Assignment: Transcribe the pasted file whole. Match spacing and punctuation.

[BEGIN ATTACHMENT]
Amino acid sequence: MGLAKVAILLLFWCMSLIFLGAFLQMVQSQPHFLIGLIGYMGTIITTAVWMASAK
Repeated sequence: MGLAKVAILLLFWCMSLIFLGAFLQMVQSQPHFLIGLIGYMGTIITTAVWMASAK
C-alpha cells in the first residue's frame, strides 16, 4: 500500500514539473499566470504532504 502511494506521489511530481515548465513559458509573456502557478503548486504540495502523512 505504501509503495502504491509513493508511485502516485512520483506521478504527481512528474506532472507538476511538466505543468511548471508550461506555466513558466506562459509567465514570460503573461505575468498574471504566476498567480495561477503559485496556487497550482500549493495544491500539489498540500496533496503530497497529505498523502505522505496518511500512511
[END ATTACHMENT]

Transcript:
Amino acid sequence: MGLAKVAILLLFWCMSLIFLGAFLQMVQSQPHFLIGLIGYMGTIITTAVWMASAK
Repeated sequence: MGLAKVAILLLFWCMSLIFLGAFLQMVQSQPHFLIGLIGYMGTIITTAVWMASAK
C-alpha cells in the first residue's frame, strides 16, 4: 500500500514539473499566470504532504 502511494506521489511530481515548465513559458509573456502557478503548486504540495502523512 505504501509503495502504491509513493508511485502516485512520483506521478504527481512528474506532472507538476511538466505543468511548471508550461506555466513558466506562459509567465514570460503573461505575468498574471504566476498567480495561477503559485496556487497550482500549493495544491500539489498540500496533496503530497497529505498523502505522505496518511500512511